HOWEVER, another lesson I’ve learned from this is just to slowwwwww down.  I mean I have really been on over-drive these days:  projects, social life and holidays, planning for a trip here or a trip there, preparing for visitors, harvesting crops with the family, etc.  I’ve said it once, and I’ll say it again; The Gambians have a saying here… “slowly, slowly”.  I’ve been pushing myself lately, and the universe was the first to take action against my headstrong mind/body working in over-drive.  It said “NO MORE!  Take a break, sister.”  And so I did/am/will. 

At first I was mad…then sad.  But, then I had some amazing support from friends and co-workers here who made me see all the positive things that came out of this happening.  It was a good reminder to SLOW THE HELL DOWN, enjoy this experience, don’t stress out, take some time to reflect and relax. 

So, thank you universe.  You always know what is best for me.  Why did I ever doubt your brilliant plan?

Monday, October 17, 2011

Age is just a #


Greetings for The Gambia, as always I hope this blog finds all of you in good health and high spirits.  This is just a short blurb about one-of-the-many things that have been running through my mind lately.

What I'm starting to see is the significance (or not) of age.  I am experiencing a new perspective on this thing that we seem to be bound by in the Western world.  I say this because I've known many people that get trapped in their age-mindset.  For example, I know someone who just turned 27-years, and he feels like he is "too old" to really do what he wants to do in life (i.e. travel) because it's "too late".  SAY WHAT!?  27.. that's nuts.  There are 65-year old women serving with me here in the Gambia as Peace Corps Volunteers, roughing it and simply living - what a badass.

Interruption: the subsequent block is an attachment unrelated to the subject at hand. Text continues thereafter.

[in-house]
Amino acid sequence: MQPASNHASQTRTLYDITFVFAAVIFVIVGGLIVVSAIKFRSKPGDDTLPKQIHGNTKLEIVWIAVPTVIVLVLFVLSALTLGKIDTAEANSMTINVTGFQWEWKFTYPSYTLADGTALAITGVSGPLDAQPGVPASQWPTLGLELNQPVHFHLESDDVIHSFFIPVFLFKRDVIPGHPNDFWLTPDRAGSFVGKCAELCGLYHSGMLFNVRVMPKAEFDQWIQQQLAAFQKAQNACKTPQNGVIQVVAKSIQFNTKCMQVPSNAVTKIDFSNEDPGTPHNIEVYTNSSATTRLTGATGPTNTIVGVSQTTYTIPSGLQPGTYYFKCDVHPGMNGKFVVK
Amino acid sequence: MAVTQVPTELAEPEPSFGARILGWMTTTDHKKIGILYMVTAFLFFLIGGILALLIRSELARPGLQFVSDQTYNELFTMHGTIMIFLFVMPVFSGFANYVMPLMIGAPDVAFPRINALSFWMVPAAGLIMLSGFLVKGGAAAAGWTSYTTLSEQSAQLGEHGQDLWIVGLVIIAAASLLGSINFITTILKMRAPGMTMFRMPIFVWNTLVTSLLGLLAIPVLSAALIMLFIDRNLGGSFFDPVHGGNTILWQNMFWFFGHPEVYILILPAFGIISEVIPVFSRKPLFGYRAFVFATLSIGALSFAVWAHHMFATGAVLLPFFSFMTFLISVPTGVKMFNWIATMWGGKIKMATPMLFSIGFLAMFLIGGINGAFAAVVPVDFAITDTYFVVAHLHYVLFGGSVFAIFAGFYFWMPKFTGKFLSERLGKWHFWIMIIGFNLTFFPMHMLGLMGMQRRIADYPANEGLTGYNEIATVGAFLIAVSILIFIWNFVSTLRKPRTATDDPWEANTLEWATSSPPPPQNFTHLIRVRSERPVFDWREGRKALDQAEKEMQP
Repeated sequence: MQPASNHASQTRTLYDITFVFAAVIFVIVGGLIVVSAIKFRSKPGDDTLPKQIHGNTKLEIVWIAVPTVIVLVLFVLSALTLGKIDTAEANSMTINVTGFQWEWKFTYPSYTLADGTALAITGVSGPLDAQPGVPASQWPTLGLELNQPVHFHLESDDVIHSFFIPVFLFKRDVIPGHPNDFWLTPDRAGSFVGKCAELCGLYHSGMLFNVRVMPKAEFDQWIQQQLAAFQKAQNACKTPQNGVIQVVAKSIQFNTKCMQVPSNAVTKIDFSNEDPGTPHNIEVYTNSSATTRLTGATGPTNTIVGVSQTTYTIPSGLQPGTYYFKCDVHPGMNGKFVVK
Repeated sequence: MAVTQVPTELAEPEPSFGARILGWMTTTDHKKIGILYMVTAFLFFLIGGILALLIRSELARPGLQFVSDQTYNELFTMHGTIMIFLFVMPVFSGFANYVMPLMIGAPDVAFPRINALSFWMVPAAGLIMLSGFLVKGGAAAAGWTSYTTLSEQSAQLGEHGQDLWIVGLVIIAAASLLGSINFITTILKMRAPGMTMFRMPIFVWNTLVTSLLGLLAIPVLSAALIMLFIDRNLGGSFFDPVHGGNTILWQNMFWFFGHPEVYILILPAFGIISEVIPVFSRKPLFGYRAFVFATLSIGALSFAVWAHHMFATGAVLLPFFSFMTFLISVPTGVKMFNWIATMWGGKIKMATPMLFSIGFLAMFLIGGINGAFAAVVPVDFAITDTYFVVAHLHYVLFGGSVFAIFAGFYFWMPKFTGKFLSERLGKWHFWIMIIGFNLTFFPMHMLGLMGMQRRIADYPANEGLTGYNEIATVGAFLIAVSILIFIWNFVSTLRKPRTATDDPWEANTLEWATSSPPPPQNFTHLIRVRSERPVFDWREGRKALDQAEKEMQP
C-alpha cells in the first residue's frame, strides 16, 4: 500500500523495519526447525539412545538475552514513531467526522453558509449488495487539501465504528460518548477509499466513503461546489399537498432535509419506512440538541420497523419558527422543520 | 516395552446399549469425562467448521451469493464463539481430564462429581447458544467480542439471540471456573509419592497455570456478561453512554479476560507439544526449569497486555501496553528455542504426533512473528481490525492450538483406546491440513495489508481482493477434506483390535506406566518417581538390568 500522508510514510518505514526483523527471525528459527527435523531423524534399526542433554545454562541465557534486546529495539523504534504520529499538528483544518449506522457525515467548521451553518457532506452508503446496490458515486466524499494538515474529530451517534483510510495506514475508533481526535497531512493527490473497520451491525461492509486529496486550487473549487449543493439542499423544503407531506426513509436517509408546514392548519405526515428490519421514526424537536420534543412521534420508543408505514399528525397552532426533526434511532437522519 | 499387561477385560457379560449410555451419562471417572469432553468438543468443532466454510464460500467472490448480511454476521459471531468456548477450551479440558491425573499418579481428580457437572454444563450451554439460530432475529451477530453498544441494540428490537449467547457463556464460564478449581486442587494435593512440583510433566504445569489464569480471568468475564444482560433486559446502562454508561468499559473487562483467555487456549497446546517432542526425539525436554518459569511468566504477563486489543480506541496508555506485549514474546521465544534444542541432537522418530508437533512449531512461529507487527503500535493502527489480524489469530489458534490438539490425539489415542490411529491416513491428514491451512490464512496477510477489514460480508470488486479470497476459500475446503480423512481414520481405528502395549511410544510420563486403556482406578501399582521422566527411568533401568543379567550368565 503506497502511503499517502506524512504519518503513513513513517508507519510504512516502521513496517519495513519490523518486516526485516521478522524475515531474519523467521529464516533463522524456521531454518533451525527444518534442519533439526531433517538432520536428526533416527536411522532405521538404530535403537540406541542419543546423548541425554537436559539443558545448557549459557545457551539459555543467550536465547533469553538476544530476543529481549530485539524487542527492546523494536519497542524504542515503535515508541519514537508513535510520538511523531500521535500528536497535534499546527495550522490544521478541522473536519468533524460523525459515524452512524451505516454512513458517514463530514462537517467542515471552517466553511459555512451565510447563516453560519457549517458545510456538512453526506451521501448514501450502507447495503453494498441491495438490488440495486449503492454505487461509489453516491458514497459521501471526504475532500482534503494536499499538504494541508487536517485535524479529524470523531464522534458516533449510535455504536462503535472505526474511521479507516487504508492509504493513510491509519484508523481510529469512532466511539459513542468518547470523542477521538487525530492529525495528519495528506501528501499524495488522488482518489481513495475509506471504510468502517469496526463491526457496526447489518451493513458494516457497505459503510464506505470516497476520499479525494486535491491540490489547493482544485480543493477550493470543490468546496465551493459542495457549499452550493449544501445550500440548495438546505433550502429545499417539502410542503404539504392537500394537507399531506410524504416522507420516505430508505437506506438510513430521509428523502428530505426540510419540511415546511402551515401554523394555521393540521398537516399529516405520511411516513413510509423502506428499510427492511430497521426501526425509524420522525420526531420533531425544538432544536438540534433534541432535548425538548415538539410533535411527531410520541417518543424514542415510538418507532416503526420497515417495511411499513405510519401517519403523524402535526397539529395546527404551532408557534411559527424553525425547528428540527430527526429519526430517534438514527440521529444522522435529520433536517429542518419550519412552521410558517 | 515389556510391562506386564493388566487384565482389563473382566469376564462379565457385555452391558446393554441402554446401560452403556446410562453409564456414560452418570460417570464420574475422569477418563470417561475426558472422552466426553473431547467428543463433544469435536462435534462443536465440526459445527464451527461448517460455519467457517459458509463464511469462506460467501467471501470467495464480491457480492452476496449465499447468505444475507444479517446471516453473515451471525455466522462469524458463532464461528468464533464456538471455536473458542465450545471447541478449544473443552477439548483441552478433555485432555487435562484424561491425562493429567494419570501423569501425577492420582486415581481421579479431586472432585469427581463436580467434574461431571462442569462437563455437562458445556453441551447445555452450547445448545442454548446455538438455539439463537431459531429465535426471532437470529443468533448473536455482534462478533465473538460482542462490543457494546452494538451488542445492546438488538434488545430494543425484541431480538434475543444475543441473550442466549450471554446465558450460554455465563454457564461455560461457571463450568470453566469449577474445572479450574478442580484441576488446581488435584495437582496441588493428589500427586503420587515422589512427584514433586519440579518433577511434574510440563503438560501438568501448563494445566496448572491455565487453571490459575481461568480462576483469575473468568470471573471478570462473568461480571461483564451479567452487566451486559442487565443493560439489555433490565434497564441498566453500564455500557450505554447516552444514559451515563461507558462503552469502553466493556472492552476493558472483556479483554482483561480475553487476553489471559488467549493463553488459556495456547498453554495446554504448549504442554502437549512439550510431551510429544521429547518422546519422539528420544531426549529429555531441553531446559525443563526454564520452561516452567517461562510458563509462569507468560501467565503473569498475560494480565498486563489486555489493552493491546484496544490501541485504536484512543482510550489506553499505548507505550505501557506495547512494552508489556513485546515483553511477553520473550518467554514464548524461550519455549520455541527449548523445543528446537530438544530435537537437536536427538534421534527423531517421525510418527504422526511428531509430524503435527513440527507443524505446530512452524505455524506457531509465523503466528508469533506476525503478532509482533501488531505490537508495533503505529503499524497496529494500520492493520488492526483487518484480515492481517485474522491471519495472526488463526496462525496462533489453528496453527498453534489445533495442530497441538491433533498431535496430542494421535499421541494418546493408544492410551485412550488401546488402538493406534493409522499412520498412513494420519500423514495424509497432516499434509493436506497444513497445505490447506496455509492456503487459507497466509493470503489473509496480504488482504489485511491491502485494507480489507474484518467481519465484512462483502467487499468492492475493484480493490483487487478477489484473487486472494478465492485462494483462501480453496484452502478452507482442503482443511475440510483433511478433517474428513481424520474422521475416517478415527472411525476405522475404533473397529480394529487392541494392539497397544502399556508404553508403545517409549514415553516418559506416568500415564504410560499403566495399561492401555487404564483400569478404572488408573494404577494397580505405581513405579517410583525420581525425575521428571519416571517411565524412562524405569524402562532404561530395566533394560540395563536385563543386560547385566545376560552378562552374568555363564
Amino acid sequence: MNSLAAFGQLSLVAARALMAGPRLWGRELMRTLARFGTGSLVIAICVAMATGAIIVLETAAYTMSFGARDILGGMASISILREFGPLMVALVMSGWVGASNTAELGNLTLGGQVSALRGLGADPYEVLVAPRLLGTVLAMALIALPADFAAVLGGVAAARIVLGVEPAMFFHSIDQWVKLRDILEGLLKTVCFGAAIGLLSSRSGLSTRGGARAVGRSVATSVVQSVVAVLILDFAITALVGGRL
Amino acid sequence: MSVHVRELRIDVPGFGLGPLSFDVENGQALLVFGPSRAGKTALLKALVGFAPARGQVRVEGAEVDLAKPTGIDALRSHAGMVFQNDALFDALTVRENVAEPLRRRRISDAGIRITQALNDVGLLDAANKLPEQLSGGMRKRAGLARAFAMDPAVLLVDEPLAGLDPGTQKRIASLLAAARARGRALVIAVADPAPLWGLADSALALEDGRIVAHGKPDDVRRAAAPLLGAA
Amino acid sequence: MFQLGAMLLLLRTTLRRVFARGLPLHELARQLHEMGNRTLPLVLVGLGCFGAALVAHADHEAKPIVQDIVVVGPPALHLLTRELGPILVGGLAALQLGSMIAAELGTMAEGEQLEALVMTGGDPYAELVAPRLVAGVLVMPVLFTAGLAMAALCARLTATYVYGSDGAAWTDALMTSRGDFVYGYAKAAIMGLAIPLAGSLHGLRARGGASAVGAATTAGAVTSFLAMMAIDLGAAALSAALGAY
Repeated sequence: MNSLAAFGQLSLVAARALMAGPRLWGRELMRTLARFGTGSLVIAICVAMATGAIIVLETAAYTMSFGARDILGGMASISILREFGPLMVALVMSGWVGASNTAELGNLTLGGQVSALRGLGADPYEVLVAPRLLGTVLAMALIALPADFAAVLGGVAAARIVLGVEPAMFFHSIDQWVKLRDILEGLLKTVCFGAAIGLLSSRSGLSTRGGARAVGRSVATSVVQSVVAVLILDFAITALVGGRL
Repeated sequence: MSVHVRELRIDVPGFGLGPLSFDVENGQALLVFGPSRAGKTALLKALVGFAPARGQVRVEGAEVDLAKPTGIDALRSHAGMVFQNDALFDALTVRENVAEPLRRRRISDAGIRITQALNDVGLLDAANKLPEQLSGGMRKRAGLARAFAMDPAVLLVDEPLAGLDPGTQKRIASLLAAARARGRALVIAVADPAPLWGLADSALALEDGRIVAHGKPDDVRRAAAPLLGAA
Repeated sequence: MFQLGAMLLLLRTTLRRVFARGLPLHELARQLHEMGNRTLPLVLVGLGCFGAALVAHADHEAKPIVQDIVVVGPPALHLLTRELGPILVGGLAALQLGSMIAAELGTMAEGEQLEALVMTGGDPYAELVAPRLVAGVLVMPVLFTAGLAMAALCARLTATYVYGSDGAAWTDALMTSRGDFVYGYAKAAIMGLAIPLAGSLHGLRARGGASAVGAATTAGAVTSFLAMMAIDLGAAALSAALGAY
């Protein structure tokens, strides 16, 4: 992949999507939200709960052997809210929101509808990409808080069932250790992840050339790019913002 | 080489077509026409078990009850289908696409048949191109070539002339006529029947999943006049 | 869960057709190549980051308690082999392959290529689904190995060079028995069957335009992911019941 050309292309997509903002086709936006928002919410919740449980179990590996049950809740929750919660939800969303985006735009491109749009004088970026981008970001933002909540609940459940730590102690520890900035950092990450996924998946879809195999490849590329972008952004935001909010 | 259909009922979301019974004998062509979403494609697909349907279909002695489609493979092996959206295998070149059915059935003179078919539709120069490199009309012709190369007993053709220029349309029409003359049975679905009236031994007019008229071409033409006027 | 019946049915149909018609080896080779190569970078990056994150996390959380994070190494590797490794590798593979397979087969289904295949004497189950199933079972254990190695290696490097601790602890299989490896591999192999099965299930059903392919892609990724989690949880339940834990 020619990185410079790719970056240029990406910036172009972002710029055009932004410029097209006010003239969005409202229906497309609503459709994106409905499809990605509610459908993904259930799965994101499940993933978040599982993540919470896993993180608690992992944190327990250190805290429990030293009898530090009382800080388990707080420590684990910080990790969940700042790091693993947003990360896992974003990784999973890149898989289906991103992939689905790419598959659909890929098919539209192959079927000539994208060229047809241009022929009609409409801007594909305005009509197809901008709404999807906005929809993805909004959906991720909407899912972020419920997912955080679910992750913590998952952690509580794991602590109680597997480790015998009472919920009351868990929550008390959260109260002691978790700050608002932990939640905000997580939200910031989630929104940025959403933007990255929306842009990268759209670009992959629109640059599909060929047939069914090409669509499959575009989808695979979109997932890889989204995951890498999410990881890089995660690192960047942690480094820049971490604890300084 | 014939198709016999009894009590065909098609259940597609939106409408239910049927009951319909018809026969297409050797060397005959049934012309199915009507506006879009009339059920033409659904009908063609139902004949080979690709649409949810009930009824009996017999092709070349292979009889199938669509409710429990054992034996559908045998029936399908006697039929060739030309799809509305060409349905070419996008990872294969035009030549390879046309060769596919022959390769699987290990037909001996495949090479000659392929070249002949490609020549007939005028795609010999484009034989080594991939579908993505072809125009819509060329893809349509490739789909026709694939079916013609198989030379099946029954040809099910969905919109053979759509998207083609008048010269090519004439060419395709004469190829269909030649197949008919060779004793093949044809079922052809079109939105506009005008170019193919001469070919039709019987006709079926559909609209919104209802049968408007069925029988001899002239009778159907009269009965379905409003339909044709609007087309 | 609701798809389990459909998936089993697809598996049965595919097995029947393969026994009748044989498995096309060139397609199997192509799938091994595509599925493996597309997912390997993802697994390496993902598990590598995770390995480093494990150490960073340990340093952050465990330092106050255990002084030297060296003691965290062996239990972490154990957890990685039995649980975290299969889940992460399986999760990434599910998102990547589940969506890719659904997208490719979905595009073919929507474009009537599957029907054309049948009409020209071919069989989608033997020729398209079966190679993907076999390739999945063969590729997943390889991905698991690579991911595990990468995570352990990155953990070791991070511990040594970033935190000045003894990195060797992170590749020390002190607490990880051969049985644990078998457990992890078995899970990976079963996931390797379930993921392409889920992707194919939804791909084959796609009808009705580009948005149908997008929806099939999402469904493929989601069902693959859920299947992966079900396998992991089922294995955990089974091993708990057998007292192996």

My host mother, who is guessing to be around 62-years of age, is one of the hardest working women I know.  I say this because she has had over 5-children, most of which are older than me; she is a grandmother to many and treats them as if they are her own.  She goes to the farm and works alongside her children for hours at a time, sometimes all day.  When she comes home, she tends to the one of her many, many gardens.  During the rainy season, she helps with all of the farming and if she's feeling up to it, she'll walk over 5-miles to deliver the foodbowl to the rest of the family.

When I think of 60-year olds+ in America, most (NOT ALL) I would think are retired, dependent on one if not many medications, and pretty sedentary.. excuse me if my perception has been skewed.